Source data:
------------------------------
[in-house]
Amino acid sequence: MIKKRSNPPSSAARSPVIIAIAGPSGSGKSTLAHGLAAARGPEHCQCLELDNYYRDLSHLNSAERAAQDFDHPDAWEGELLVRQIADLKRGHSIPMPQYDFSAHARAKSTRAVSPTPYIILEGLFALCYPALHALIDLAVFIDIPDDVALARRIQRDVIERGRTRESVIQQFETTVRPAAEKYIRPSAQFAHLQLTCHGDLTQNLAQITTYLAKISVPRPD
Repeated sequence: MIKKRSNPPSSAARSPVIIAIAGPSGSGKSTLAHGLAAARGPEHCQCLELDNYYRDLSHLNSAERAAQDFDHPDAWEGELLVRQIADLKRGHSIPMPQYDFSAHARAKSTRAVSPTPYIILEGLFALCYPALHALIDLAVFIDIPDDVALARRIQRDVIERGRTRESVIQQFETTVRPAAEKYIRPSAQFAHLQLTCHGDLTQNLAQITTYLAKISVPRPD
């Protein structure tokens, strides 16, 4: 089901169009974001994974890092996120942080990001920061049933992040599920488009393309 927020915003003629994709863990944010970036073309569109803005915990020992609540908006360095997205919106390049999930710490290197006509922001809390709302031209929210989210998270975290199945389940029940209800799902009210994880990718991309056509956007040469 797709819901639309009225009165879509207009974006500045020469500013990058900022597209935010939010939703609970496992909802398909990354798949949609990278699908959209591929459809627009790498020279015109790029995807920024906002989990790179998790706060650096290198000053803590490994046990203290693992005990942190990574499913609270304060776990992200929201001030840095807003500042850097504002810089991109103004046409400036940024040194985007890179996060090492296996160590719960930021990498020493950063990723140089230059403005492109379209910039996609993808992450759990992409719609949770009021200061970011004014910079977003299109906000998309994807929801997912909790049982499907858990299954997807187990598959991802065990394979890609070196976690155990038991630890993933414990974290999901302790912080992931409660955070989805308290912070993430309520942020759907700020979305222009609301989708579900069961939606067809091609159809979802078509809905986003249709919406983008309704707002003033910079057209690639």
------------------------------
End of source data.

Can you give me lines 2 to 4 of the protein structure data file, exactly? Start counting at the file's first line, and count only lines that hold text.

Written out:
Amino acid sequence: MIKKRSNPPSSAARSPVIIAIAGPSGSGKSTLAHGLAAARGPEHCQCLELDNYYRDLSHLNSAERAAQDFDHPDAWEGELLVRQIADLKRGHSIPMPQYDFSAHARAKSTRAVSPTPYIILEGLFALCYPALHALIDLAVFIDIPDDVALARRIQRDVIERGRTRESVIQQFETTVRPAAEKYIRPSAQFAHLQLTCHGDLTQNLAQITTYLAKISVPRPD
Repeated sequence: MIKKRSNPPSSAARSPVIIAIAGPSGSGKSTLAHGLAAARGPEHCQCLELDNYYRDLSHLNSAERAAQDFDHPDAWEGELLVRQIADLKRGHSIPMPQYDFSAHARAKSTRAVSPTPYIILEGLFALCYPALHALIDLAVFIDIPDDVALARRIQRDVIERGRTRESVIQQFETTVRPAAEKYIRPSAQFAHLQLTCHGDLTQNLAQITTYLAKISVPRPD
């Protein structure tokens, strides 16, 4: 089901169009974001994974890092996120942080990001920061049933992040599920488009393309 927020915003003629994709863990944010970036073309569109803005915990020992609540908006360095997205919106390049999930710490290197006509922001809390709302031209929210989210998270975290199945389940029940209800799902009210994880990718991309056509956007040469 797709819901639309009225009165879509207009974006500045020469500013990058900022597209935010939010939703609970496992909802398909990354798949949609990278699908959209591929459809627009790498020279015109790029995807920024906002989990790179998790706060650096290198000053803590490994046990203290693992005990942190990574499913609270304060776990992200929201001030840095807003500042850097504002810089991109103004046409400036940024040194985007890179996060090492296996160590719960930021990498020493950063990723140089230059403005492109379209910039996609993808992450759990992409719609949770009021200061970011004014910079977003299109906000998309994807929801997912909790049982499907858990299954997807187990598959991802065990394979890609070196976690155990038991630890993933414990974290999901302790912080992931409660955070989805308290912070993430309520942020759907700020979305222009609301989708579900069961939606067809091609159809979802078509809905986003249709919406983008309704707002003033910079057209690639």